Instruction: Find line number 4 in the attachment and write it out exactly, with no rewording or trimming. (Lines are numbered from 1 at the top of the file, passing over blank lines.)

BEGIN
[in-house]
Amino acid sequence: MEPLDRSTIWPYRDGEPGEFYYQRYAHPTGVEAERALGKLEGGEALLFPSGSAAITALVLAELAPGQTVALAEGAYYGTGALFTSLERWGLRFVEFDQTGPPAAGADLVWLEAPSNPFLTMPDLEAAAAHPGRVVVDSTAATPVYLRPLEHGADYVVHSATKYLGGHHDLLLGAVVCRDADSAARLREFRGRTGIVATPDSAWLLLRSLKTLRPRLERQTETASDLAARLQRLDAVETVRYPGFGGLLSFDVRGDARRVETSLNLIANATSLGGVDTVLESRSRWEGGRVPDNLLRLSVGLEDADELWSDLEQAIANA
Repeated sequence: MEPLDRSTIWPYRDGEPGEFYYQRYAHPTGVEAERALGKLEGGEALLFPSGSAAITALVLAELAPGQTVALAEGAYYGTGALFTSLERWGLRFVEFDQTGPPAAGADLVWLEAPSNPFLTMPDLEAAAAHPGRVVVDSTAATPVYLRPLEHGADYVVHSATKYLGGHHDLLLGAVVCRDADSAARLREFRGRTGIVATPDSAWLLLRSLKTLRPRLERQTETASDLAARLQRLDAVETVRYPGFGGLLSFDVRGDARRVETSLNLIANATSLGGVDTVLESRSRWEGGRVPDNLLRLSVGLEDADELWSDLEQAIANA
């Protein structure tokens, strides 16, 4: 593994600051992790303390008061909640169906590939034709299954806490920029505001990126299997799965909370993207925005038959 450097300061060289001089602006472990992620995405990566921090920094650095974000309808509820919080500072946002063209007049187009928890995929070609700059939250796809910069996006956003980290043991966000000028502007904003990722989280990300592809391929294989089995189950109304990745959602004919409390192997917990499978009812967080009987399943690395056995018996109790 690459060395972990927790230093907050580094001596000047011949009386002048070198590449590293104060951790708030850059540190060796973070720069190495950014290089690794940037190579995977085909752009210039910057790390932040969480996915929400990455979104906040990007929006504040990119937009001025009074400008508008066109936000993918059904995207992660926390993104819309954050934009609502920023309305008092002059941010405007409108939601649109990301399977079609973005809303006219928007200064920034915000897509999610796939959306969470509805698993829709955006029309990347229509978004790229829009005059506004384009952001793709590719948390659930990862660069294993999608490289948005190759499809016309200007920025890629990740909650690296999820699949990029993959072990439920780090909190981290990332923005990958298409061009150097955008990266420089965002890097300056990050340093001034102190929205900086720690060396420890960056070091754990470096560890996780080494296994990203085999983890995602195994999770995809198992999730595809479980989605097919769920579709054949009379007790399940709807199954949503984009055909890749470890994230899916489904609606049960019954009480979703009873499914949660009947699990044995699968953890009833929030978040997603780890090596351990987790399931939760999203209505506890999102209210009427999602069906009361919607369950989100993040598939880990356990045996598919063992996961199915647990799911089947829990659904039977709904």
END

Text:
């Protein structure tokens, strides 16, 4: 593994600051992790303390008061909640169906590939034709299954806490920029505001990126299997799965909370993207925005038959 450097300061060289001089602006472990992620995405990566921090920094650095974000309808509820919080500072946002063209007049187009928890995929070609700059939250796809910069996006956003980290043991966000000028502007904003990722989280990300592809391929294989089995189950109304990745959602004919409390192997917990499978009812967080009987399943690395056995018996109790 690459060395972990927790230093907050580094001596000047011949009386002048070198590449590293104060951790708030850059540190060796973070720069190495950014290089690794940037190579995977085909752009210039910057790390932040969480996915929400990455979104906040990007929006504040990119937009001025009074400008508008066109936000993918059904995207992660926390993104819309954050934009609502920023309305008092002059941010405007409108939601649109990301399977079609973005809303006219928007200064920034915000897509999610796939959306969470509805698993829709955006029309990347229509978004790229829009005059506004384009952001793709590719948390659930990862660069294993999608490289948005190759499809016309200007920025890629990740909650690296999820699949990029993959072990439920780090909190981290990332923005990958298409061009150097955008990266420089965002890097300056990050340093001034102190929205900086720690060396420890960056070091754990470096560890996780080494296994990203085999983890995602195994999770995809198992999730595809479980989605097919769920579709054949009379007790399940709807199954949503984009055909890749470890994230899916489904609606049960019954009480979703009873499914949660009947699990044995699968953890009833929030978040997603780890090596351990987790399931939760999203209505506890999102209210009427999602069906009361919607369950989100993040598939880990356990045996598919063992996961199915647990799911089947829990659904039977709904």